Yes. When it happened, it was mainly because I did not have any script, as the whole performance was based on improvisation. I once played the role of a stock broker who paid the services of an escort girl to talk about his problems, in the feature film Allure, by Vladan Nikolic. Since the scene had to be improvised, I decided to create and write my own character history. After writing it, I started the exact same process as if I had been provided a script, except that I did not connect or find exciting similarities between me and the character; I anyway had the freedom to rewrite the story and to make it ideal for me! It ended up Quite unexpectedly, what I thought would be one of the toughest scenes of my blooming career became my most enjoyable experience in film so far!

What techniques do you use? Do you mainly use the Method?

As I trained at the Lee Strasberg Institute, I mainly learned to use the Method during my 2-year stay at the school. I find it to be a very fascinating tool for the actor. My personal experience with it is that I always had a hard time applying the exercises to my scene work. I succeed in finding a sense of truth while using exercises in my preparation work, but I feel somehow blocked once on stage, not all the time, but often enough.
One day, a friend of mine recommended to me Harold Guskin’s book and told me it changed his vision of acting, saying it was an easy read. I finished the book in one afternoon and decided to give it a try. I connected really well to the idea of taking the lines off the page while reading a script and preparing for a role. But then I thought: instead of focusing on only one acting approach, why can't I just pick what excites me the most in every approach and try to make it my own recipe? In that sense, I still use the Method for my preparation and exploration work, because it has always helped me and led me to fascinating breakthroughs (I find the private moment exercise to be extremely powerful), but I would rely more (as of today) on Meisner’s and Guskin’s approaches for rehearsal work and performances.

Are you more of a theatre or film actor?

Until recently, I always considered myself as a theatre actor simply because it was what I was doing best. I experienced acting for film for the first time after I moved to New York. Acting in front of a camera has been a real challenge for me at the beginning. But I decided that the best way for me to learn how to become a good film actor was to confront myself being on set more and more often. This is when I realized that stress is what was blocking me initially. 
After more than a year of experimenting film acting, I can finally come home after a long day of shooting and say to myself that I will not look too bad on camera.

What are your hobbies besides acting?

Besides acting, I really love to sing. I like to believe that one day I will be able to land a role in a musical on Broadway! Being in a show on Broadway, even for one night, is definitely one of my all-time dreams. Until then, I’d better practice hard!

Any advice to all the foreigners willing to come to NY to start an acting career?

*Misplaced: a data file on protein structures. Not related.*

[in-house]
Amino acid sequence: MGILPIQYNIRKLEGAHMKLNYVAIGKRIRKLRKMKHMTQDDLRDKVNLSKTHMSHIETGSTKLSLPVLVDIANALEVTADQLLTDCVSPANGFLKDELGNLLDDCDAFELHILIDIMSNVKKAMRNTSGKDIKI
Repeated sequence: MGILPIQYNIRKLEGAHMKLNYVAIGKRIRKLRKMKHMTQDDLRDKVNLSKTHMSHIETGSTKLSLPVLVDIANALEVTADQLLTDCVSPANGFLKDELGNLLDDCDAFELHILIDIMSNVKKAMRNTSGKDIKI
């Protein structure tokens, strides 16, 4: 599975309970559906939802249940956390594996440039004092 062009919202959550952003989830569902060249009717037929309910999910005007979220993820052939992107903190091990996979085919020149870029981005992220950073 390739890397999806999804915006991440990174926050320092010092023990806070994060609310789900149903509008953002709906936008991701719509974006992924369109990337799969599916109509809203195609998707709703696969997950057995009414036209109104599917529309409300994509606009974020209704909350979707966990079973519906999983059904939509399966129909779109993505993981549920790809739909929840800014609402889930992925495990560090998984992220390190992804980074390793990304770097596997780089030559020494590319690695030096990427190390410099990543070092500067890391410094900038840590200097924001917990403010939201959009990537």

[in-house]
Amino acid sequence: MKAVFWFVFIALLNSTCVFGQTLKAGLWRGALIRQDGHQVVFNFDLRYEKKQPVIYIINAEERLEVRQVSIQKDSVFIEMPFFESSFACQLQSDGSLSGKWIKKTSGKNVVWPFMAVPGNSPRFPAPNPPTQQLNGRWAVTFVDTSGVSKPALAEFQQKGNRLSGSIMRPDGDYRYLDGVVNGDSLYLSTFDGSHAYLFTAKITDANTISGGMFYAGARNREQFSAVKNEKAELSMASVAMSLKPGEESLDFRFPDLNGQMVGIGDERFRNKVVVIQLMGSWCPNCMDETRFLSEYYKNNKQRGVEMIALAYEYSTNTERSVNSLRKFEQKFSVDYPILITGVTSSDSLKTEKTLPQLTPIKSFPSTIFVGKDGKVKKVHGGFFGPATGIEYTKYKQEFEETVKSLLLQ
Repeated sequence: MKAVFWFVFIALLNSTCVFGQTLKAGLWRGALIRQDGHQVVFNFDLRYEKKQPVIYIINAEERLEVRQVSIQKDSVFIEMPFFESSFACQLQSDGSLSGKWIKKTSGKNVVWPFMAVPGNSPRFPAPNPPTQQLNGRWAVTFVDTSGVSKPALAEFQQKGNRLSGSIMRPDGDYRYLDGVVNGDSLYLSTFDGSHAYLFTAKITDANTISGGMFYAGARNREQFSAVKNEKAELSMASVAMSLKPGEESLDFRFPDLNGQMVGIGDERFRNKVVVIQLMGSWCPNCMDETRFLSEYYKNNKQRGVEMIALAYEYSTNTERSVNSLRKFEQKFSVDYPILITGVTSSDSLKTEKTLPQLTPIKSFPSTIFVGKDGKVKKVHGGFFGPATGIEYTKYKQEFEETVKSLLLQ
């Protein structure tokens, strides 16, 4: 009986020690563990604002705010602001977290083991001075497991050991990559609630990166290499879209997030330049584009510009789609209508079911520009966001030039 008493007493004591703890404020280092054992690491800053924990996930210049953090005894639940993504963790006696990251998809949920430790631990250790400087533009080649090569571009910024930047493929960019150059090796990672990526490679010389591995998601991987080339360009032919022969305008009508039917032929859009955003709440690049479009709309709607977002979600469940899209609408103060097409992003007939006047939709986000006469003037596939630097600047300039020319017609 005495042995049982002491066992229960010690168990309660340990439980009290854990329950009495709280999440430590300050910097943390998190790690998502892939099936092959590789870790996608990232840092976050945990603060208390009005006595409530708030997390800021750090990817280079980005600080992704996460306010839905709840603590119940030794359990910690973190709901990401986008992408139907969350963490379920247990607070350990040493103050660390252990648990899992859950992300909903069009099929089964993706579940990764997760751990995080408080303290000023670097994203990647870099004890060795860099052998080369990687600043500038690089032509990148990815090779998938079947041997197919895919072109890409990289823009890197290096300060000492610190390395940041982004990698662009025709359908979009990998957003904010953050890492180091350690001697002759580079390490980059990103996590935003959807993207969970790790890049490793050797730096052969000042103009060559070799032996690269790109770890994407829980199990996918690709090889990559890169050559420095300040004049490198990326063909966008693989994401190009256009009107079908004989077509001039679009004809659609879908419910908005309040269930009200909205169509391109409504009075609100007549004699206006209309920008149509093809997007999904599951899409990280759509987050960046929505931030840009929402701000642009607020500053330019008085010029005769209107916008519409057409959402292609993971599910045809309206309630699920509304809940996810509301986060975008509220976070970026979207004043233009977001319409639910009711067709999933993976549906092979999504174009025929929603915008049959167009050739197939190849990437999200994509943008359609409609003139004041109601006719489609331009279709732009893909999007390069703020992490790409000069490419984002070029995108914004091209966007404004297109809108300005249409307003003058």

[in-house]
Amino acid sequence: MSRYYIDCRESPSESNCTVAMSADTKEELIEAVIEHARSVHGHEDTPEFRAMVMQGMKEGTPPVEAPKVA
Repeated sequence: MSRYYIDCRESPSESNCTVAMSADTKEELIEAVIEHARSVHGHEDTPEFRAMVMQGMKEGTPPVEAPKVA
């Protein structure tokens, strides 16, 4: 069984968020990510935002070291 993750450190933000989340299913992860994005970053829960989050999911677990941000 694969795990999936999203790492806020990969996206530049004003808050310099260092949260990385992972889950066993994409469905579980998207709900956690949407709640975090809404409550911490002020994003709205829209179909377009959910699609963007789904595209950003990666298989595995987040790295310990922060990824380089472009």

Don’t do it, it’s a trap! 
No, seriously, I would first tell them that it is not as impossible as we think it is, but they should reasonably prepare themselves to face rough times. Getting to know the city while being at school strongly prepared me to confront with the acting world. Also, it's necessary to have a backup plan, or strong faith in yourself, or both! I believe it will make your life much easier to know that things will not happen as expected. This will prevent you from falling all the way to the ground. Finally, and this is the most important piece of advice: if it is your dream, forget everything I said before and just do it! Even if you fail, you will be proud of yourself for trying and, in any case, it will change your life forever and for the better. 
As clichéd as it may sound: believe in yourself and keep dreaming!
 

Wednesday, November 21, 2012

A Night At The Opera

One of the hundreds comments to the complete album upload on YouTube reads, "The Beatles reached greatness, Queen reached perfection".
As questionable as the first part of the sentence might be, there's no arguing over the second part.

A Night At The Opera is Queen's fourth studio album, released in 1975 and, probably, their best one together with Innuendo and Made In Heaven.

As they came closer to Freddie Mercury's end, Queen's music became more introspective, animated by a sense of almost religious reverence towards the memories of their glorious personal and professional past.
A Night At The Opera is, instead, where Queen rocks. Literally.

Brian May's electric riffs in Sweet Lady alternate with Roger Taylor's great drumming, and Freddie Mercury's voice reaches the pitches of quicksilver; Wikipedia terms it "distorted rock". I honestly don't know what that means, but if I were a writer, I'd think it describes it perfectly. Roger Taylor mentioned, in a later interview, that "Sweet Lady" had the most difficult drumming part he ever performed.
The song is followed right by "Seaside Rendezvous". That's where Freddie Mercury's dandy style and unique sense of humour come out at their best, together with "Lazying on a Sunday Afternoon":
if Oscar Wilde had been a rock-star, he would be Freddie Mercury.

But there's not only rock.
Love of my Life is the song I'll sing to my loved one tonight, as I talk her to sleep, and like "Lazying on a Sunday Afternoon", "Seaside Rendezvous", and Brian May's amazing Good Company, although in slower and dimmer ways, it features the nicest Victorian whims.

Bohemian Rapsody.
How can I describe it?
The album alternates pure rock with lighter strumming ("Good Company" is played almost entirely on an ukelele by Brian May. An ukelele in a rock album!). There's John Deacon's romantic mood with "You're My Best Friend" and Mercury's insults in "Death on Two Legs". There's Taylor's car roars in "I'm in Love with my Car" and May's visionary dreamworld in The Prophet's Song. Then, there's Bohemian Rapsody.